Exercise improves mental health for seniors

Activity helps older adults feel better, sleep better

Exercise can improve not only the physical health of older adults, but also their mental health, said Dr. Steven Taylor, a psychiatrist at Kettering Health.

“If you’re exercising your muscles, you’re also exercising your mind and your brain,” Taylor said.

Staying active can help people feel better, sleep better and receive a booster against conditions like dementia, he said. Working out also can improve resilience and coordination, helping to prevent falls that can cause injuries that result in long recovery times.

“The big hindrance at this age is we aren’t as spry as we used to be,” Taylor said.

Older adults can find it “frustrating and humbling” to be unable to do some of the physical feats that they were once capable of. Like people of all ages, they should do what they can instead of what they ideally want to do.

Adults who haven’t been active in a while probably shouldn’t start out by running a mile, he said. Instead, walk for a half hour and see how it goes. Find out where you are at and how you feel, and use that as a gauge to set goals, he said.

Finding a time to fit in exercise and making it a habit is important. Taylor said that when he is busy, he tries to do pushups or sit ups for 10 minutes to continue his pattern of working out. Something is better than nothing, he said.

“The more routine it is, the easier it gets,” he said.

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Although people tend to exercise too little rather than too much, it is also possible for adults to overtrain both physically and mentally by doing too much, too fast and too soon. Not seeing the results they expect can be demoralizing, he said.

“It’s all about finding that balance,” Taylor said.

Credit: Nick Graham

Credit: Nick Graham

Although staying active can improve mental health, sometimes exercise alone isn’t enough. Feeling sad for a couple of days isn’t always a sign of a problem, but it can be a red flag if those feelings extend for a couple of weeks in a row and start to affect relationships and the ability to care for oneself, he said. In that case, it may be time to seek professional help.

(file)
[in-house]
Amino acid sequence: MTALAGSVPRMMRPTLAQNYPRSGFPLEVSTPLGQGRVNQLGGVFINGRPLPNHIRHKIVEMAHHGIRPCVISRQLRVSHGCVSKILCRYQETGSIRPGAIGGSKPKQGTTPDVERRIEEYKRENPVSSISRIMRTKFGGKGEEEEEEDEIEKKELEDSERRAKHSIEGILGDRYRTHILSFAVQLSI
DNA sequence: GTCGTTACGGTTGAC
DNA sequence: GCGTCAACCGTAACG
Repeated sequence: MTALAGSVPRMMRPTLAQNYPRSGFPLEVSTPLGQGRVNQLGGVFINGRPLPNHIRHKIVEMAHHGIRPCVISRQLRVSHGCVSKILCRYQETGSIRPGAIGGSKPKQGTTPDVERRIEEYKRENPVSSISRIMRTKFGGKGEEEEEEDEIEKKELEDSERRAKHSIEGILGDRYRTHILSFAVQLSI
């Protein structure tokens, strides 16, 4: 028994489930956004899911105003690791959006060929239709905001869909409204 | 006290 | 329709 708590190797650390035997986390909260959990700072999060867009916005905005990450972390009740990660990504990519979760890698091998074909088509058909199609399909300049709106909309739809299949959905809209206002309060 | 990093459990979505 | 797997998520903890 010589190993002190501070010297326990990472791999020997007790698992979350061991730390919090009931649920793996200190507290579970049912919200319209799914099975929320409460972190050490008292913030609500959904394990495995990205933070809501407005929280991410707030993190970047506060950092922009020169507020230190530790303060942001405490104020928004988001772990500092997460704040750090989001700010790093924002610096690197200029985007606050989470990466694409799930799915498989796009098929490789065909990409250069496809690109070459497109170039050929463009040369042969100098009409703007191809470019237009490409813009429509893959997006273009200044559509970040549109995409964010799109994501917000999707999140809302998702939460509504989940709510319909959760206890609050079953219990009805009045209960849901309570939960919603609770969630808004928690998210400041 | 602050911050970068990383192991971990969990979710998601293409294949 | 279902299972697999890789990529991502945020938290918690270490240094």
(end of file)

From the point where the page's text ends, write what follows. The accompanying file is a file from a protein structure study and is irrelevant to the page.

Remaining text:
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Physical and mental health go hand in hand, said Angie Millsap, wellness coordinator at Central Connections in Middletown. The recreational center has a focus on adults ages 50 and older during the day and 21 and older in the evening.

“You might look healthy, but if you’re not mentally healthy, what are you going to accomplish? What are you going to achieve?” she said.

Credit: Nick Graham

Credit: Nick Graham

Millsap teaches SilverSneakers classes, which are designed for older adults, and she knows that the mental health of the participants improves because they tell her so. But she also can see a difference in their glow and demeanor after a few weeks in the program.

They are happy, social and bonding with classmates. The physical activity connects them, and they know they have a friend and aren’t alone.

“They feel so much better,” she said. “I see it by the look on their face.”

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